Role expansion has grown beyond the scope of enforcing the law, educating, and mentoring. The 2010s saw additional responsibilities of school-based law enforcement. One study asking officers about their duties found that many school-based law enforcement officers were also acting as surrogate parents and social workers. Examples of these types of behaviors included bringing clothes or school supplies to disadvantaged students or connecting students with other social services.8 While these duties are not well understood yet, it is clear that school-based police (in some places) are engaging in activities that are outside the bounds of the original triad model.

Important Considerations for School-Based Law Enforcement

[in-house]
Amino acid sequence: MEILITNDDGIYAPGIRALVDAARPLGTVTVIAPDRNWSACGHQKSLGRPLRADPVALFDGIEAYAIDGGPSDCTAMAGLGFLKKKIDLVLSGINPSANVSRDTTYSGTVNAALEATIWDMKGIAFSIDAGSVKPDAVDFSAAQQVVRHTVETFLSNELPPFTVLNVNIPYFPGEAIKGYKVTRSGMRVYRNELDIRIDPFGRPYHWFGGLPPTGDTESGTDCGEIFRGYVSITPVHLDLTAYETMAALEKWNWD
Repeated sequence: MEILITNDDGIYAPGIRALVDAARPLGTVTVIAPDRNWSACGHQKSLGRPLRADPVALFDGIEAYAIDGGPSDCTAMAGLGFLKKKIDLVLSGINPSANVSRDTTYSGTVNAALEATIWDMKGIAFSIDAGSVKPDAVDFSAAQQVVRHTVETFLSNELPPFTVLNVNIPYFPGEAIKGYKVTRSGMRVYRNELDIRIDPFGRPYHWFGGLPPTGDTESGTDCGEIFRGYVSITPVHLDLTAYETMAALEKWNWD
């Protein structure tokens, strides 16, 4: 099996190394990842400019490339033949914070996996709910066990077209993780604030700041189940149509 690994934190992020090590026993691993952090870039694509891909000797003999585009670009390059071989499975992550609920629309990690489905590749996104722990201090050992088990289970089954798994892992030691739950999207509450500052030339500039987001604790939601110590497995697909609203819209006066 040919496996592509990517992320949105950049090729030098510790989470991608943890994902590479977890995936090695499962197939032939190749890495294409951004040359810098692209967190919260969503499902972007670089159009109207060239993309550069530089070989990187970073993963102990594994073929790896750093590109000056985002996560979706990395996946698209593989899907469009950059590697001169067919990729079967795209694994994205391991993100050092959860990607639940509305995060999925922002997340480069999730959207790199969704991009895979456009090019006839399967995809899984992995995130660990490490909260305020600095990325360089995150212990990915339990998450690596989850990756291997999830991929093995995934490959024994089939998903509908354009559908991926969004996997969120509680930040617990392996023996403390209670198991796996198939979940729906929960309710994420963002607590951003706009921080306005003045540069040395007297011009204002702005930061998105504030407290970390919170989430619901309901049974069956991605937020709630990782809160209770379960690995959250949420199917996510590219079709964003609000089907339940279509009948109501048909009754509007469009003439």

It is clear that the role of school-based law enforcement can be extremely complex. From crime prevention responsibilities, to the triad model, and beyond, the range of duties of school-based law enforcement officers is expansive and growing. It is important that law enforcement officers receive proper training for school-based deployment. While some functions overlap well with those used in the community, some skills are unique to the school environment. Experts suggest that school-based law enforcement be trained in a wide range of youth-related topics2 and that school administrators be involved in choosing training content that suits the context of their school.5 The Texas legislature has supported this sentiment, requiring that officers assigned to large districts receive instruction covering topics such as child and adolescent development and psychology, positive behavioral interventions and supports, restorative justice techniques, de-escalation techniques, mental and behavioral health needs, and mental health crisis intervention. While it is understood that not all school-based law enforcement officers perform every possible duty explained above, it is important that all are trained in these capacities in case the expectation is introduced.